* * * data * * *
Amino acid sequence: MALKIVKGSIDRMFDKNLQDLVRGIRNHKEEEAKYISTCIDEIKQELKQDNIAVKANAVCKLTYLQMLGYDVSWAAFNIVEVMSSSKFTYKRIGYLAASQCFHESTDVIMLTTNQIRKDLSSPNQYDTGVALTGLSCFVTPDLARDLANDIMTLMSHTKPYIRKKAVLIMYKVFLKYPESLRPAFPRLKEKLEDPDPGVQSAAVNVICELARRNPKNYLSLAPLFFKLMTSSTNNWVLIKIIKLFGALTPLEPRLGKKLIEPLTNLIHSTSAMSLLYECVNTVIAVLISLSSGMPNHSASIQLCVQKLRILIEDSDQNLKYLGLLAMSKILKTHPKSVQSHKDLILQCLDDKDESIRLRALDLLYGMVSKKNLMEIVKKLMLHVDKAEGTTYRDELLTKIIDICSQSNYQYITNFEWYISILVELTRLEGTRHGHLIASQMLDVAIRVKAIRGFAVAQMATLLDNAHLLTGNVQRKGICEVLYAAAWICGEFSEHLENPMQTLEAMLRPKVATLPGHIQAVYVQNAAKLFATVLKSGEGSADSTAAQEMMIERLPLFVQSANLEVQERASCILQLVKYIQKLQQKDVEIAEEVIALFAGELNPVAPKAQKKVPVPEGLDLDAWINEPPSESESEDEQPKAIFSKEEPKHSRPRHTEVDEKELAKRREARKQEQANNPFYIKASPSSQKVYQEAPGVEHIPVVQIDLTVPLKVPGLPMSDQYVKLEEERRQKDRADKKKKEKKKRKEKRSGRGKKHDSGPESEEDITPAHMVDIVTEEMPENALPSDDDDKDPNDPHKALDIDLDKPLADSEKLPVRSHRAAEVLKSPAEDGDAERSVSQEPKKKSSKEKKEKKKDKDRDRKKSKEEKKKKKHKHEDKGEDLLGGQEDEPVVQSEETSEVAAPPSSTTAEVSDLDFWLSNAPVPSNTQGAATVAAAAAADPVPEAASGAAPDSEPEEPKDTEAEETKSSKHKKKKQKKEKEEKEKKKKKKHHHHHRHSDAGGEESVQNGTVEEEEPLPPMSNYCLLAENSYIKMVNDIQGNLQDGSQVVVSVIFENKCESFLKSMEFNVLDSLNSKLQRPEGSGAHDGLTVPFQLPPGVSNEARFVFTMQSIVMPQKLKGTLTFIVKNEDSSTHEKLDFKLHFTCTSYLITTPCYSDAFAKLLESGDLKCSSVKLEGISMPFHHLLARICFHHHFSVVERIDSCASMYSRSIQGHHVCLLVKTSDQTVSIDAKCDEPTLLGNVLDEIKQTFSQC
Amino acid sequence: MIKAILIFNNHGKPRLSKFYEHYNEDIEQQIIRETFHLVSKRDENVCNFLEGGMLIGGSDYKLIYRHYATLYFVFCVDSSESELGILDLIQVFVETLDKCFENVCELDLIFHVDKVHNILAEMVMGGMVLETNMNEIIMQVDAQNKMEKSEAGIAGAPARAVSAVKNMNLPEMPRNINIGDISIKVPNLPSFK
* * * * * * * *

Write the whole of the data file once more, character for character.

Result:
Amino acid sequence: MALKIVKGSIDRMFDKNLQDLVRGIRNHKEEEAKYISTCIDEIKQELKQDNIAVKANAVCKLTYLQMLGYDVSWAAFNIVEVMSSSKFTYKRIGYLAASQCFHESTDVIMLTTNQIRKDLSSPNQYDTGVALTGLSCFVTPDLARDLANDIMTLMSHTKPYIRKKAVLIMYKVFLKYPESLRPAFPRLKEKLEDPDPGVQSAAVNVICELARRNPKNYLSLAPLFFKLMTSSTNNWVLIKIIKLFGALTPLEPRLGKKLIEPLTNLIHSTSAMSLLYECVNTVIAVLISLSSGMPNHSASIQLCVQKLRILIEDSDQNLKYLGLLAMSKILKTHPKSVQSHKDLILQCLDDKDESIRLRALDLLYGMVSKKNLMEIVKKLMLHVDKAEGTTYRDELLTKIIDICSQSNYQYITNFEWYISILVELTRLEGTRHGHLIASQMLDVAIRVKAIRGFAVAQMATLLDNAHLLTGNVQRKGICEVLYAAAWICGEFSEHLENPMQTLEAMLRPKVATLPGHIQAVYVQNAAKLFATVLKSGEGSADSTAAQEMMIERLPLFVQSANLEVQERASCILQLVKYIQKLQQKDVEIAEEVIALFAGELNPVAPKAQKKVPVPEGLDLDAWINEPPSESESEDEQPKAIFSKEEPKHSRPRHTEVDEKELAKRREARKQEQANNPFYIKASPSSQKVYQEAPGVEHIPVVQIDLTVPLKVPGLPMSDQYVKLEEERRQKDRADKKKKEKKKRKEKRSGRGKKHDSGPESEEDITPAHMVDIVTEEMPENALPSDDDDKDPNDPHKALDIDLDKPLADSEKLPVRSHRAAEVLKSPAEDGDAERSVSQEPKKKSSKEKKEKKKDKDRDRKKSKEEKKKKKHKHEDKGEDLLGGQEDEPVVQSEETSEVAAPPSSTTAEVSDLDFWLSNAPVPSNTQGAATVAAAAAADPVPEAASGAAPDSEPEEPKDTEAEETKSSKHKKKKQKKEKEEKEKKKKKKHHHHHRHSDAGGEESVQNGTVEEEEPLPPMSNYCLLAENSYIKMVNDIQGNLQDGSQVVVSVIFENKCESFLKSMEFNVLDSLNSKLQRPEGSGAHDGLTVPFQLPPGVSNEARFVFTMQSIVMPQKLKGTLTFIVKNEDSSTHEKLDFKLHFTCTSYLITTPCYSDAFAKLLESGDLKCSSVKLEGISMPFHHLLARICFHHHFSVVERIDSCASMYSRSIQGHHVCLLVKTSDQTVSIDAKCDEPTLLGNVLDEIKQTFSQC
Amino acid sequence: MIKAILIFNNHGKPRLSKFYEHYNEDIEQQIIRETFHLVSKRDENVCNFLEGGMLIGGSDYKLIYRHYATLYFVFCVDSSESELGILDLIQVFVETLDKCFENVCELDLIFHVDKVHNILAEMVMGGMVLETNMNEIIMQVDAQNKMEKSEAGIAGAPARAVSAVKNMNLPEMPRNINIGDISIKVPNLPSFK